August 5, 2010 at 10:35 pm #168353Sarah RivenburghParticipant
Hi fellow LA’s,
I need some precedent help. I am working with a team to use a green roof as a water quality event. Here is how it will work:
- The green roof is located within an architectural setback on level 2.
- We want to collect the runoff from level 4 (top roof) in area drains. These drains connect internally via the plumbing system and day light to the green roof via multiple lamb tongues.
- The lamb tongues empty into steel catch basins.
- The catch basins are connected to steel U-channels that span the width of the green roof.
- The steel channels sit atop a rock bed, and are perforated.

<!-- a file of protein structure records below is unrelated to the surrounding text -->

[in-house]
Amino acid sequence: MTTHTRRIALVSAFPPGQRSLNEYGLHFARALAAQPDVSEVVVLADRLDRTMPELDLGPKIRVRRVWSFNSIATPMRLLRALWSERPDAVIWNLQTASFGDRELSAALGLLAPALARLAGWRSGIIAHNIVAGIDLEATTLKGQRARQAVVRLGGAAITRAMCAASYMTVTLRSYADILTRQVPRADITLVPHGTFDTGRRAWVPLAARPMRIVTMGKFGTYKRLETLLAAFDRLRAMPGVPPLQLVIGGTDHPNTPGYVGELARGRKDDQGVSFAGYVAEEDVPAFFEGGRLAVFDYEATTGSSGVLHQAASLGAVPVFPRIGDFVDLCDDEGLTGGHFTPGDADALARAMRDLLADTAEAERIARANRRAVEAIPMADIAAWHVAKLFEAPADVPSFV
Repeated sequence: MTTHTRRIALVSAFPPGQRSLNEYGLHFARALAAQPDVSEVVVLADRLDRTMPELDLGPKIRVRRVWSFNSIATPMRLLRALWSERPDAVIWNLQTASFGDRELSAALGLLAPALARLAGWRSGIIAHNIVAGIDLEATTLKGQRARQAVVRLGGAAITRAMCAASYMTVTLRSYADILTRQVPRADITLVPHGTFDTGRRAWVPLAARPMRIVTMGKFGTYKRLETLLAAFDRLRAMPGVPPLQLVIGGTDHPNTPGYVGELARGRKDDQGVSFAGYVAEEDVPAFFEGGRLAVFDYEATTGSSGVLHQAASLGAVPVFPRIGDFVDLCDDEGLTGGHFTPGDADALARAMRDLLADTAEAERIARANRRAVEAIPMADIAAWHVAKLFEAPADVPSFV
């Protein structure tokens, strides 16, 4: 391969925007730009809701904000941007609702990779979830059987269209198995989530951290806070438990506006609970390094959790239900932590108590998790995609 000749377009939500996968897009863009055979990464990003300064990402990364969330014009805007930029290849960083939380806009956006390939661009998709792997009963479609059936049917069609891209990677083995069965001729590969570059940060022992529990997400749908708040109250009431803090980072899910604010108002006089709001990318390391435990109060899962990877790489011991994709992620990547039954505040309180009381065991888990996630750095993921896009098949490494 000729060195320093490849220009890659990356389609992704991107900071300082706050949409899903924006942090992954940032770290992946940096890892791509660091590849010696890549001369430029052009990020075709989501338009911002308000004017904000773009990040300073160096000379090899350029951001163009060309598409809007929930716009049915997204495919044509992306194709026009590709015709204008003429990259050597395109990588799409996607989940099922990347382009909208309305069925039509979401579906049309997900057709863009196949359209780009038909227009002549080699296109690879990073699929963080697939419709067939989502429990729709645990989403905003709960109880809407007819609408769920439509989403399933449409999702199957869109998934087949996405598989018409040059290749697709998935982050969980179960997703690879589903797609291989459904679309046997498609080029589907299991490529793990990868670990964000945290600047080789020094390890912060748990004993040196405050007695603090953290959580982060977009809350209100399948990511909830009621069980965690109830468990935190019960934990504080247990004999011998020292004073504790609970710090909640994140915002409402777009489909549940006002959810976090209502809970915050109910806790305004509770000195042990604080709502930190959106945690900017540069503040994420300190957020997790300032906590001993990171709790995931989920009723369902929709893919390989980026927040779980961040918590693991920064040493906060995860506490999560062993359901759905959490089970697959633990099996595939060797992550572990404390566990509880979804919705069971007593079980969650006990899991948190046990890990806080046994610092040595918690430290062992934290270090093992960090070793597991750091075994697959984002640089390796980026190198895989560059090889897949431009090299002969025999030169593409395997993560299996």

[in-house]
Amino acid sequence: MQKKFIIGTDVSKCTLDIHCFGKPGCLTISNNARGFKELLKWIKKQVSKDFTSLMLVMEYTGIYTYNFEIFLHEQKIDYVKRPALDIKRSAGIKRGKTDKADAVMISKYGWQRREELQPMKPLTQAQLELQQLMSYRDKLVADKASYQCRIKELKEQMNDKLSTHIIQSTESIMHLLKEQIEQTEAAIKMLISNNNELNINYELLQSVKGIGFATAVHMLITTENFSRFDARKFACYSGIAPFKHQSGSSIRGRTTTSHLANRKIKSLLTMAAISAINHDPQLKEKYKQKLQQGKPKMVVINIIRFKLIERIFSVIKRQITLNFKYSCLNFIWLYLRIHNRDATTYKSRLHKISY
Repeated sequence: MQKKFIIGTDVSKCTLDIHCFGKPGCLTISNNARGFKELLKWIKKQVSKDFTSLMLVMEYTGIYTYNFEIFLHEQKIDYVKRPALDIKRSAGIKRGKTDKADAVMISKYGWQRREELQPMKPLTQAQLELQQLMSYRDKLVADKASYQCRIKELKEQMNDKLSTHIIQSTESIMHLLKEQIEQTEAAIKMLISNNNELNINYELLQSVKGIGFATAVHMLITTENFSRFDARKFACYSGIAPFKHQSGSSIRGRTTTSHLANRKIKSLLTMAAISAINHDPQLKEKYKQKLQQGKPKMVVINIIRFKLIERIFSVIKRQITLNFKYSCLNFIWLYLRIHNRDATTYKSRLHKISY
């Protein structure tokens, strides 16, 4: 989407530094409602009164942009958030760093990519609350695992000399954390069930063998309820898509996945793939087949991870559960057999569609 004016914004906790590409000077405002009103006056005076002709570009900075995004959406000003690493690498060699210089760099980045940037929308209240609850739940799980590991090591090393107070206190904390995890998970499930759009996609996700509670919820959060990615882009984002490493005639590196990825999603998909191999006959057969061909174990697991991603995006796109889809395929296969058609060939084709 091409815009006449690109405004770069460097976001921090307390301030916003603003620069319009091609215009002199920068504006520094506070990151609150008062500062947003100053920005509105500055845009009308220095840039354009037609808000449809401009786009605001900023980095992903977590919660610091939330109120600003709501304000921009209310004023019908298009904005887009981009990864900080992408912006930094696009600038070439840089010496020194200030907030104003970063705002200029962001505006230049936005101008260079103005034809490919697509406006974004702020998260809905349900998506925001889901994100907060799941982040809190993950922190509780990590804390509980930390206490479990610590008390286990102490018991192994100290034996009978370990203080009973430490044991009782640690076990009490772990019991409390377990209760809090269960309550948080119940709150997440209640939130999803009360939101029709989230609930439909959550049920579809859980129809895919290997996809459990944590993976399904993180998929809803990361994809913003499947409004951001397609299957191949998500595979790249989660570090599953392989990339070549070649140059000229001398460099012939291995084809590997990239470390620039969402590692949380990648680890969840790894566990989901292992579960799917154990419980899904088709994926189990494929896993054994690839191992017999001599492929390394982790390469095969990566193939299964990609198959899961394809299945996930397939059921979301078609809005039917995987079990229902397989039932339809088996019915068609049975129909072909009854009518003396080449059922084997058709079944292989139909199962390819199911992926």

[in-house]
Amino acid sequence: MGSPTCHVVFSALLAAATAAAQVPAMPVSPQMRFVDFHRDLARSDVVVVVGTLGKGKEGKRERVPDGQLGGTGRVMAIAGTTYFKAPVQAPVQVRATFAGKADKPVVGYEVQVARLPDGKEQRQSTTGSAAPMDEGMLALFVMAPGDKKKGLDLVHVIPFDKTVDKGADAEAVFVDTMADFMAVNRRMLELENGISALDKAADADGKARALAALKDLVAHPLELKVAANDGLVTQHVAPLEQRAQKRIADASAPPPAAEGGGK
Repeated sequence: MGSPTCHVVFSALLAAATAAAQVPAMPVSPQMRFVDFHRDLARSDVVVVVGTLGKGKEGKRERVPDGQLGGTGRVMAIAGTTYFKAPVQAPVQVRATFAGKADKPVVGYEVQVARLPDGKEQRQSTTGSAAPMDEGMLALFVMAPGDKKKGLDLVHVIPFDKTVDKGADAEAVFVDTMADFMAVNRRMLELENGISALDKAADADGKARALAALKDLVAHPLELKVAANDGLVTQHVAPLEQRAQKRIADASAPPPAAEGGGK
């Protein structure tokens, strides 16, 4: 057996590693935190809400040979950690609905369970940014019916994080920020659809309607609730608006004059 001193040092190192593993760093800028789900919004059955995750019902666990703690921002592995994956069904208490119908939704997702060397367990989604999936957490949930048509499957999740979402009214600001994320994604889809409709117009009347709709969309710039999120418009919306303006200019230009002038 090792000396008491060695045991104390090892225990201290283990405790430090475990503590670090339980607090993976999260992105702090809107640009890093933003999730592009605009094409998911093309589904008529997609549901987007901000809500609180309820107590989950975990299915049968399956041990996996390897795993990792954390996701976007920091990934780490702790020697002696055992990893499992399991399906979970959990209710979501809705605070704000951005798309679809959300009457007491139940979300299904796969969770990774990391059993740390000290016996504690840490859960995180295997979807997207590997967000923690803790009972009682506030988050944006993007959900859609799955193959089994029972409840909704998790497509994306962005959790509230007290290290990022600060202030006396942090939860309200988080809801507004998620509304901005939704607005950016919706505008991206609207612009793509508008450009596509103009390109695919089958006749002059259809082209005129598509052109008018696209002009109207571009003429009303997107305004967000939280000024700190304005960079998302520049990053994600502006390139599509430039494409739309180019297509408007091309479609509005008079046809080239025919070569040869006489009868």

- The idea is the perforated channels will act as a flood irrigation system dispersing the water from the upper roofs across the green roof (simple sedum beds).
- There will be the typical area drains (double drains from top of planting medium and connected to the structural deck) located amongst the sedum beds to catch the runoff from the green roof and send it back internally through the plumbing and ultimately to the detention at grade.
Can anyone offer me some precedents for this? The design team is confident the system will be fine, however our ownership is a bit skeptical and nervous. We’d like to be able to present them with similar systems (whether on the ground or on architecture) to help boost their confidence and encourage innovation.
Any and all help is greatly appreciated.
Let me know if you need more details.
Thanks!!August 6, 2010 at 12:11 pm #168362
My first thought is about the sedum: